Article

PRESCRIBING FOR ASTIGMATISM

IS MY CHILD A CANDIDATE FOR ORTHOKERATOLOGY?

There are many opportunities in contact lenses to offer a niche service and to differentiate a practice. Multifocal, scleral, and custom soft contact lenses are some services that can help grow your business. Orthokeratology is another area in contact lenses that allows practices to promote the off-label service of myopia control for a group of patients who have a specific need. As the awareness of orthokeratology effectiveness grows, more and more parents are pursuing orthokeratology for their children; this brings in a wider range of refractive errors, including varying amounts of astigmatism. While moderate-to-high astigmatism can make an orthokeratology fitting more complicated, it does not exclude a child from being a candidate.

Patient Selection

Overnight orthokeratology lenses are indicated for up to 6.00D of myopia correction and up to 1.75D of with-the-rule and 0.75D of against-the-rule astigmatism (Van Meter et al, 2008). However, there are case reports and studies citing management of astigmatism into the range of 3.50D as an off-label treatment (Baertschi and Wyss, 2010; Chen et al, 2013).

When patients and their parents present for an orthokeratology evaluation, many times it’s the expectation management and questions asked that determine patient candidacy rather than the lens design. It’s important to educate parents that many orthokeratology designs are cleared for refractive error correction but are not yet cleared for the purpose of myopia control.

Topographical Analysis

To determine the complexity of the fit, a topographer is an essential tool. When astigmatism is present, we need to know whether the refractive astigmatism matches the corneal toricity and whether the corneal toricity is central or extends limbus-to-limbus, and we need an assessment of symmetry in corneal elevation in the primary meridians.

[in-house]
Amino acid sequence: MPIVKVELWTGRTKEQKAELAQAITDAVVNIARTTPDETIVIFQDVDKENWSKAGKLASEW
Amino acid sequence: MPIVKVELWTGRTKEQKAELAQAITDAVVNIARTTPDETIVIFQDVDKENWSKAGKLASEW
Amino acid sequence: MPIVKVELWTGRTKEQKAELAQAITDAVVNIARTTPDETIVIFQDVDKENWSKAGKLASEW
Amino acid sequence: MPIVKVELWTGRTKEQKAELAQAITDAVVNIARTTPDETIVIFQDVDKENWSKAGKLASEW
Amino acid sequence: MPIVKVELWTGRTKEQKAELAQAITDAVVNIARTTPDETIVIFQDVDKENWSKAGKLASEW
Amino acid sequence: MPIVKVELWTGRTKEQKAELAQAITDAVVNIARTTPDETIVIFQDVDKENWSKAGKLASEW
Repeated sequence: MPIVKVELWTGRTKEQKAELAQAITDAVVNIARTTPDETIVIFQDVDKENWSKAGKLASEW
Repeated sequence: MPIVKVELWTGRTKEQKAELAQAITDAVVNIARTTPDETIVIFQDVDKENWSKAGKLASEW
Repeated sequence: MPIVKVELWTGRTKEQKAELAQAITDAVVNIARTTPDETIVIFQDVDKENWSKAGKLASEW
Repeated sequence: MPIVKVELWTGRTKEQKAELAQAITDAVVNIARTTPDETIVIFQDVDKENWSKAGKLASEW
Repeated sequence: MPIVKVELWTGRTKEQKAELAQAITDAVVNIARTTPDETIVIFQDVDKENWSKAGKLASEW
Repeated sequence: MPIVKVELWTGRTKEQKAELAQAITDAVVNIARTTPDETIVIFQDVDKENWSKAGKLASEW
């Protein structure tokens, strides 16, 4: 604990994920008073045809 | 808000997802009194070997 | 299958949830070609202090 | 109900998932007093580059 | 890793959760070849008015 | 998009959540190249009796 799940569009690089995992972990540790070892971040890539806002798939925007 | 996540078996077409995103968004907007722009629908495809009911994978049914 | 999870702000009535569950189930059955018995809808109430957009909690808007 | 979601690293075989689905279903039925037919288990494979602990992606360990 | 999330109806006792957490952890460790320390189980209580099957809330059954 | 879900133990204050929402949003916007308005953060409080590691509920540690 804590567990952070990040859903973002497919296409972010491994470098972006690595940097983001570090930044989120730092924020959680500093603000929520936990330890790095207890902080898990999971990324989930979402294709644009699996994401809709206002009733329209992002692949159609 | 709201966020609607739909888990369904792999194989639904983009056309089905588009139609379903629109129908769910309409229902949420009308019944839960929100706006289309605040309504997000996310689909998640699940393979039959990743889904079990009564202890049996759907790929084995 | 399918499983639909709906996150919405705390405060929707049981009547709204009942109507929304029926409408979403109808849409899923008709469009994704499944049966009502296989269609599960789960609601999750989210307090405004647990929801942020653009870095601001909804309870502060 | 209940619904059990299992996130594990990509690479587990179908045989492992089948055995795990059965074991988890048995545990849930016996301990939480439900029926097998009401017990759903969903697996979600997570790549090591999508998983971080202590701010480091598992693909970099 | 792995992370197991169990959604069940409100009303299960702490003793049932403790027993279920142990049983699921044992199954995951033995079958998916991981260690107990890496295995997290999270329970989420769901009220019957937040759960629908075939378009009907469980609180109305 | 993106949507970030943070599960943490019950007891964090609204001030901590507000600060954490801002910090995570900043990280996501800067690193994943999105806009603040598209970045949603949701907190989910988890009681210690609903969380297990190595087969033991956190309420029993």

A lab consultant shared with me that when corneal toricity is considered central, the lab can often correct it by flattening through the astigmatism to create a spherical treatment zone. The lab utilizes topographical elevation maps to determine whether a toric lens design is needed. If the difference in corneal elevation is greater than 30 microns at a chord of 8mm, they recommend using an orthokeratology design with toric peripheral curves to assist in lens centering and stability. Using this simple measurement at the initial evaluation can help better educate patients on the complexity of the fit and set realistic expectations regarding the number of visits and potential lens changes.

Gathering Reliable Data

It can be difficult to gather reliable data when evaluating young kids, and when you’re working with a custom lens, baseline data is very important. The most important data points include refraction, topography measurements, and slit lamp evaluation. If you have an electronic visual acuity screen, utilizing a movie function or frequently changing the letters can help keep their focus during retinoscopy. Taking the time to get a quality objective refraction through retinoscopy and/or auto-refraction will take the pressure off of achieving a consistent subjective refraction.

During topography measurements, an assistant can be helpful to keep a child’s head still or to gently lift the upper lid or lashes with a cotton swab if they are affecting the quality of the scan.

Lastly, during the slit lamp evaluation, pay attention to the eyelid margin and lash direction. Lid margins showing evidence of blepharitis should be treated, and any in-turned lashes or trichiasis should be monitored for corneal staining.

A Great Option

There has never been a better time in contact lenses. Orthokeratology is a service that helps build amazing relationships with patients and their families. We are now able to help more kids than ever before with the growing technology around myopia and astigmatism correction. CLS

The author acknowledges Jennifer Root of Euclid Systems Corporation for her help with this article.

To obtain references for this article, please visit www.clspectrum.com/references and click on document #279.